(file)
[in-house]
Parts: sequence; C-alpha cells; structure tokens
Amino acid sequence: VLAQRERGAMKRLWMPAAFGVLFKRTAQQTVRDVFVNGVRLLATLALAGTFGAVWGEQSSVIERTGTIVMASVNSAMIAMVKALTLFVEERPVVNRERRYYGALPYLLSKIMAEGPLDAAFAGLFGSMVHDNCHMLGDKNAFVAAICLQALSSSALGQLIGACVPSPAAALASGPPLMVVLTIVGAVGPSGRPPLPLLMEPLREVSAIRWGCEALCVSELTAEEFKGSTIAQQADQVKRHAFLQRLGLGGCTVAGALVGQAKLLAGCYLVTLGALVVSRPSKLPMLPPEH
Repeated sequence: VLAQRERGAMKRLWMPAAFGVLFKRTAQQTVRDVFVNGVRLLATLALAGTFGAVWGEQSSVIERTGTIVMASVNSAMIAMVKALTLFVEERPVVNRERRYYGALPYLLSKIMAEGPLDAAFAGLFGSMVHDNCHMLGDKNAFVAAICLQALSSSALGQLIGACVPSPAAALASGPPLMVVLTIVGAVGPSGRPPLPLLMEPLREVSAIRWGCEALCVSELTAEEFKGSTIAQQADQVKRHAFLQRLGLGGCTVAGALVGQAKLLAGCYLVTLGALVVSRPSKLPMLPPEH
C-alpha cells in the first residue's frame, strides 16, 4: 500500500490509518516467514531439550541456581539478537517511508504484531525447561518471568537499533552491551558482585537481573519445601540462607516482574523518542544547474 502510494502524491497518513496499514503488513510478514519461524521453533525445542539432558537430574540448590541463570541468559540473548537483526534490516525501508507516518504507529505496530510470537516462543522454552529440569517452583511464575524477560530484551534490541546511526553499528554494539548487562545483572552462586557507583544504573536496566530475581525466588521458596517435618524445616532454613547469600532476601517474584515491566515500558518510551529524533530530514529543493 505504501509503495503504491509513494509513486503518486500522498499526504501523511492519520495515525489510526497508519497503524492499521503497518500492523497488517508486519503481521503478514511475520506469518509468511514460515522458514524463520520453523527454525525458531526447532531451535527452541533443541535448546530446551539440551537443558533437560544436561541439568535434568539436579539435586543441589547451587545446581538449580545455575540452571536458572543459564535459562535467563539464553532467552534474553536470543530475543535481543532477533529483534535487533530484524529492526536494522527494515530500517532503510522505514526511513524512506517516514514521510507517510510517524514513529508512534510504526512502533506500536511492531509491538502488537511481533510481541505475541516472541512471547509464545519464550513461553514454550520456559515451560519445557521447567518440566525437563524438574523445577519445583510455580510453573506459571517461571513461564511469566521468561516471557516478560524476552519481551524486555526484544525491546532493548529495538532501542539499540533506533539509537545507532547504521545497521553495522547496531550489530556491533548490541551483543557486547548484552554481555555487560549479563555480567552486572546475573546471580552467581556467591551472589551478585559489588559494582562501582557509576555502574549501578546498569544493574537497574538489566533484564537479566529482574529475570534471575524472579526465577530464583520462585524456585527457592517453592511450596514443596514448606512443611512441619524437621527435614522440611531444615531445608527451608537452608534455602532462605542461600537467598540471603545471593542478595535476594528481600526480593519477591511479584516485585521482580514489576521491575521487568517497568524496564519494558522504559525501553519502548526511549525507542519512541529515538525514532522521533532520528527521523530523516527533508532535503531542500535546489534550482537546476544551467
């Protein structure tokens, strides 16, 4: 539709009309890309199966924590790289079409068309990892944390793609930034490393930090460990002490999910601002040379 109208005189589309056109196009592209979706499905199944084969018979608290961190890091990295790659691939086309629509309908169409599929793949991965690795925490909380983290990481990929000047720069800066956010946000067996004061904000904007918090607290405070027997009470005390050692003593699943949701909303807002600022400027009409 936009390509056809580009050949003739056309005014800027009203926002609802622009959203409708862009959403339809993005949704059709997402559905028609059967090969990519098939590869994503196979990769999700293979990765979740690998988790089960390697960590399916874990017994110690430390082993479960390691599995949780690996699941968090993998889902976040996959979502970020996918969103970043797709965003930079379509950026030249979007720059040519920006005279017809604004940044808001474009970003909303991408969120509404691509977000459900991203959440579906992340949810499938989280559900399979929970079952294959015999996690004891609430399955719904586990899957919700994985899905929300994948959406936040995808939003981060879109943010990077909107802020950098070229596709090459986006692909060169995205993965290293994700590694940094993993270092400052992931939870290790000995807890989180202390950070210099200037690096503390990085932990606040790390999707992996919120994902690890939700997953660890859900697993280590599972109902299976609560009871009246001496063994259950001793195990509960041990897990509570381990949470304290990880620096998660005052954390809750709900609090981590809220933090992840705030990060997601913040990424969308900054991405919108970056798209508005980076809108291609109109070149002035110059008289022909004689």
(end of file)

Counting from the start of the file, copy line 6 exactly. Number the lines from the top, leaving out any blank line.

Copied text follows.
């Protein structure tokens, strides 16, 4: 539709009309890309199966924590790289079409068309990892944390793609930034490393930090460990002490999910601002040379 109208005189589309056109196009592209979706499905199944084969018979608290961190890091990295790659691939086309629509309908169409599929793949991965690795925490909380983290990481990929000047720069800066956010946000067996004061904000904007918090607290405070027997009470005390050692003593699943949701909303807002600022400027009409 936009390509056809580009050949003739056309005014800027009203926002609802622009959203409708862009959403339809993005949704059709997402559905028609059967090969990519098939590869994503196979990769999700293979990765979740690998988790089960390697960590399916874990017994110690430390082993479960390691599995949780690996699941968090993998889902976040996959979502970020996918969103970043797709965003930079379509950026030249979007720059040519920006005279017809604004940044808001474009970003909303991408969120509404691509977000459900991203959440579906992340949810499938989280559900399979929970079952294959015999996690004891609430399955719904586990899957919700994985899905929300994948959406936040995808939003981060879109943010990077909107802020950098070229596709090459986006692909060169995205993965290293994700590694940094993993270092400052992931939870290790000995807890989180202390950070210099200037690096503390990085932990606040790390999707992996919120994902690890939700997953660890859900697993280590599972109902299976609560009871009246001496063994259950001793195990509960041990897990509570381990949470304290990880620096998660005052954390809750709900609090981590809220933090992840705030990060997601913040990424969308900054991405919108970056798209508005980076809108291609109109070149002035110059008289022909004689």